By Katie Russell, Contributor
A little known fact about Mason’s Fairfax campus is that composting is available on campus to students, faculty, staff and anyone who wants to compost. Composting is the process of turning food scraps, yard waste and paper products into a rich soil product. Rather than throwing away these products, composting prevents waste from going into landfills and releasing methane, a harmful greenhouse gas.
Mason has two locations where any student can bring their compostable materials. Compost piles are located at the Innovation Food Forest (near the Innovation Building) and a compost tumbler can be found in the Potomac Heights vegetable garden (behind Potomac Heights Residence Hall and the Aquatic and Fitness Center). These compost locations are clearly marked with signs and instructions so that you know exactly where to place your compostables.
Items good to compost at the locations on campus are all paper products including cardboard, coffee grounds, tea bags, plant debris, veggie or fruit scraps and non-oily leftovers of rice, pasta and bread. Please do not bring animal products, like meat, dairy or shellfish, as these will create a bad odor. When you bring your compostables to a compost site, please be sure to bring some sort of paper product or cardboard with you. This will help reduce the odor, by keeping a good ratio of Carbon (the paper products) to Nitrogen (the food/plant materials). It is actually better to compost paper products than recycle on campus because composting on campus requires no additional energy input while recycling does.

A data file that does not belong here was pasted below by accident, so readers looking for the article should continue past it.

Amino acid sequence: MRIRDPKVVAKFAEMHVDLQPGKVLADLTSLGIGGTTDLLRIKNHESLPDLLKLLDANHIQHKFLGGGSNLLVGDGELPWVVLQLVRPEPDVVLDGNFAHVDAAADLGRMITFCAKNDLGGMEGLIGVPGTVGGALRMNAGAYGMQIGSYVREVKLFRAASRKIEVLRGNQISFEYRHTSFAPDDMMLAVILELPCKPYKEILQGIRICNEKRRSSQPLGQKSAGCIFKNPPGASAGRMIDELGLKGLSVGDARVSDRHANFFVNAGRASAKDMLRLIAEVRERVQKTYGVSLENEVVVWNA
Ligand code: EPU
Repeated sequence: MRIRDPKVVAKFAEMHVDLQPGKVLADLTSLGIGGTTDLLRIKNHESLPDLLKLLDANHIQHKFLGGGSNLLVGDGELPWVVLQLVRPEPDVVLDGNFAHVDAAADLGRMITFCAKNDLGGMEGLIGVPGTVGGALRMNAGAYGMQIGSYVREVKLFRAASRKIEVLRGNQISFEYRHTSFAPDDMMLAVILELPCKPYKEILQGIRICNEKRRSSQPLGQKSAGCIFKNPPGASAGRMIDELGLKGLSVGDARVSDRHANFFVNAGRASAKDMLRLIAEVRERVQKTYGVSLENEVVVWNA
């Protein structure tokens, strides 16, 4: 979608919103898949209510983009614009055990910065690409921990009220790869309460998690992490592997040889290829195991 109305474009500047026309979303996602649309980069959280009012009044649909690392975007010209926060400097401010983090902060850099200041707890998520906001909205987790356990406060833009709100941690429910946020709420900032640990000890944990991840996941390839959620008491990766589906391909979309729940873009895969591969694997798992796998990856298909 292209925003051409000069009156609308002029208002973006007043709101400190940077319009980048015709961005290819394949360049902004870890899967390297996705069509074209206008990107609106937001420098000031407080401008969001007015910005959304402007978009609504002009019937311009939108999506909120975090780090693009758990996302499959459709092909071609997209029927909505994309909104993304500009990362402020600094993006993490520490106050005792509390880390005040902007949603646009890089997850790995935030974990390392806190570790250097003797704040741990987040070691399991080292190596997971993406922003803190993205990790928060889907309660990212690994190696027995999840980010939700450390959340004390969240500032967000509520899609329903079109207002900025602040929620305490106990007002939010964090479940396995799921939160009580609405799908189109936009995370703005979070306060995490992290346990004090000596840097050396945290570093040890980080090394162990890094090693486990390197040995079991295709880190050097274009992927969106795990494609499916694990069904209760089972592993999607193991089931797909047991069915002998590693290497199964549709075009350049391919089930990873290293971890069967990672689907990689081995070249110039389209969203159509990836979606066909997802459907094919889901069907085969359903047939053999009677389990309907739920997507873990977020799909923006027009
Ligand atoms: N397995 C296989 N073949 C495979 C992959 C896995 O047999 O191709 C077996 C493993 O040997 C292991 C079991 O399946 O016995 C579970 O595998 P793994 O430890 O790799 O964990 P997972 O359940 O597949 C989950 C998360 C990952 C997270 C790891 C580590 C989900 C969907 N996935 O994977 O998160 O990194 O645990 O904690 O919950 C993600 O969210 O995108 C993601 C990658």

For more information about composting on campus, please visit the website for the George Mason Office of Sustainability and see the page How can I start composting on campus? or email email@example.com.
Katie Russell is a sophomore Environmental and Sustainability Studies Major and the Energy and Environment Policy Head for Roosevelt@Mason. In the fall of 2017 she interned with the Greenhouse and Gardens on Campus and became interested in composting, but currently interns at the US House of Representatives Committee on Natural Resources and is the Vice President of the GMU Green Patriots, an environmental student organization.